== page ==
Staten Island was one of the worst hit areas by Hurricane Sandy. Many folks lost their homes. Some lost loved ones. The borough is still trying to recover from its devastation. And not that the SAT matters when it comes to people losing homes and not having electricity, but can you imagine taking the SAT, studying really hard, thinking you did really well, only for your test to be lost? Such is the case for 30 students from Staten Island. Just imagine! How upset would you be if you were that teenager or that teenager’s parents? Missing SAT exams are not acceptable and ETS (which administers exams for The College Board) should be held responsible.
According to “The New York Post,” “Dozens of high school students who sat for the grueling SAT exam on Staten Island in October were crushed to learn this week that their answer sheets had been lost…To add insult to injury, the College Board told some of the 30 students whose answers disappeared — including many from St. Joseph by the Sea in Annadale — that they can’t get priority seating at tomorrow’s administration of the exam because it’s already booked, parents said.” They can’t even get priority seating? Are they serious?
Apparently, 770 students sat for the SAT on October 6th but only 740 answer sheets showed up for scanning. And now they’ll either have to sit for a makeup test (because they can’t get seating at the next scheduled exam administration) or get a refund. Gee, thanks ETS — thanks for the refund for the grueling hard work put in by these thirty students. ETS and The College Board need a new spinster. Their PR is a total mess. Remember when they offered SAT exams to an exclusive group of privileged students? Sometimes, they just don’t think about what’s right.Categories: SAT / ACT Prep Tags: Missing SAT Examinations, Missing SAT Exams, Missing SAT Testing, Missing SAT Tests, SAT Examination Fiasco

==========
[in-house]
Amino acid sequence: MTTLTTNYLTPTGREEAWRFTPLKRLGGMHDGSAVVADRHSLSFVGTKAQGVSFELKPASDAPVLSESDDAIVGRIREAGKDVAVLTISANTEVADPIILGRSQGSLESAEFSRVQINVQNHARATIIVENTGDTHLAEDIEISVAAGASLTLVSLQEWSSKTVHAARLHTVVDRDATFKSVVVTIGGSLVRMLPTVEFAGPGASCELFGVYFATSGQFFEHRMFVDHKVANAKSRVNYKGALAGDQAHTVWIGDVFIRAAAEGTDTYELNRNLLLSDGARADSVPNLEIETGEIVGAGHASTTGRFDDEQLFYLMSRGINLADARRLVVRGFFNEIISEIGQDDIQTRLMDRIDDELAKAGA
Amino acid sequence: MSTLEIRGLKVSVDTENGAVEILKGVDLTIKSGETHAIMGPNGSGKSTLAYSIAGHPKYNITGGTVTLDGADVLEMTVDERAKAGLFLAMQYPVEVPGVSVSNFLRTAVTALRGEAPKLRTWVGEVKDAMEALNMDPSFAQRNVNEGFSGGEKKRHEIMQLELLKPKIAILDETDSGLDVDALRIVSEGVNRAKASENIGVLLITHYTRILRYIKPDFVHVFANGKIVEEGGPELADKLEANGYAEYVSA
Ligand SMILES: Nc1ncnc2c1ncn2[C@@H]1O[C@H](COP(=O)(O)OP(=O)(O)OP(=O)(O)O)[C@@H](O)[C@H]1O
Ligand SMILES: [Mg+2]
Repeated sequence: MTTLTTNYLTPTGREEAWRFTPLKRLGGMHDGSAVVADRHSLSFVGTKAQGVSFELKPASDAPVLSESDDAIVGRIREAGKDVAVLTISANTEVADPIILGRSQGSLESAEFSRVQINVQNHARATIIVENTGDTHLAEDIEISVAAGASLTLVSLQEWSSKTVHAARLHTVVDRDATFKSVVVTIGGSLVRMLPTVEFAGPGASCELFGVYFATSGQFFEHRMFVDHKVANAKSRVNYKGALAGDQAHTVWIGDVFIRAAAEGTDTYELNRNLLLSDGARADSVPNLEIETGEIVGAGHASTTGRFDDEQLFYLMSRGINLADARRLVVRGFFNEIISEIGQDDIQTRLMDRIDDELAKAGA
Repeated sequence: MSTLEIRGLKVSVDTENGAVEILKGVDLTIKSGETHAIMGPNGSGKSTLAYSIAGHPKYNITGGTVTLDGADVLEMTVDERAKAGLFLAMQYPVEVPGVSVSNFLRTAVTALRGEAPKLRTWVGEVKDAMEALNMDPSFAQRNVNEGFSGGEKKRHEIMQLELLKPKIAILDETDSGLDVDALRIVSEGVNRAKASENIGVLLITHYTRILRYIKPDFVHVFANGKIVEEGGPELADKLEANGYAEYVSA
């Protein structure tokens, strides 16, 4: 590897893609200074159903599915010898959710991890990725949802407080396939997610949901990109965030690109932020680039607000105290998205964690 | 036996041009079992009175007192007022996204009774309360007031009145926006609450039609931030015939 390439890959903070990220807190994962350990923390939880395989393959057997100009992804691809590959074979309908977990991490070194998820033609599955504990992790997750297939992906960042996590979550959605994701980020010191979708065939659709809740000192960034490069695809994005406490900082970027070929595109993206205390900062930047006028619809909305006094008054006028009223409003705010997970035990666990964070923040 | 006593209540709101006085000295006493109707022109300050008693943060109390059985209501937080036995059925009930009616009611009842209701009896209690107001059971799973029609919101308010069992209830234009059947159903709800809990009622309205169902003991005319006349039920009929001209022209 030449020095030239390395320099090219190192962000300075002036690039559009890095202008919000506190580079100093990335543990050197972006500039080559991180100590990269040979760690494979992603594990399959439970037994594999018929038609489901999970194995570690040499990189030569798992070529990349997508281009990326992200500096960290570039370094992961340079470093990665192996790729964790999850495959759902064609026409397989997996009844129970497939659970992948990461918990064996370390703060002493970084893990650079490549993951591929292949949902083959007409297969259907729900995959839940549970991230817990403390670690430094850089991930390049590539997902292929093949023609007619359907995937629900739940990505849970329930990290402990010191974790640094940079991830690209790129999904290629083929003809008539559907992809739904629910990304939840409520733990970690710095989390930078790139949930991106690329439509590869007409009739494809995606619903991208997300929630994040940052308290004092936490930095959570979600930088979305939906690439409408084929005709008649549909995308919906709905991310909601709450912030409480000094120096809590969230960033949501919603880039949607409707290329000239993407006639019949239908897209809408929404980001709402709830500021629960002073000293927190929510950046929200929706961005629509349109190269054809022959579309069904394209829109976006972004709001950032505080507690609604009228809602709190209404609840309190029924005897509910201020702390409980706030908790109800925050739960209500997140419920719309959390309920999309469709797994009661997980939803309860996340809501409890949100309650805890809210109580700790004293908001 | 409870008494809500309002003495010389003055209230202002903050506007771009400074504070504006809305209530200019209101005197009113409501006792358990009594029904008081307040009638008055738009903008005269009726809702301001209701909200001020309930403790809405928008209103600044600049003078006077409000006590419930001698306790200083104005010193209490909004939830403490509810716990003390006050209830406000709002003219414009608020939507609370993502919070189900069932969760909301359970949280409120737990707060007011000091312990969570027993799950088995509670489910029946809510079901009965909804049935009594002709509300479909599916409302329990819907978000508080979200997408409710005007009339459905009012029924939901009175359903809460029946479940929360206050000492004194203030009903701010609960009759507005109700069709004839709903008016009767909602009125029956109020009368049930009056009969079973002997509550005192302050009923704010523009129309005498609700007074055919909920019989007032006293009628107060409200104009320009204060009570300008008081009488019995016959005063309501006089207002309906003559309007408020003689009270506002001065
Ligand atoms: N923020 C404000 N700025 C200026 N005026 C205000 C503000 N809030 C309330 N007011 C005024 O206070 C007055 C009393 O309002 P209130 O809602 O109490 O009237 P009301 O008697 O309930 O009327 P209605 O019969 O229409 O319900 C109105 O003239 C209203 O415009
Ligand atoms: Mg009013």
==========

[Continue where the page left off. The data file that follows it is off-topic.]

International students admitted to highly selective colleges – like Ivy League colleges – tend to have higher standardized test scores as compared to applicants from the United States. Does this surprise you that they often have higher SAT scores? It shouldn’t. It’s one of the advantages that international students bring to the table in highly selective college admissions. Sure, they’ve got their disadvantages, too. Their writing is often subpar. Their understanding of English can range dramatically. Their college essays are frequently written by others (rather than themselves) and college admissions counselors quite often look the other way. So their ethics aren’t exactly an advantage.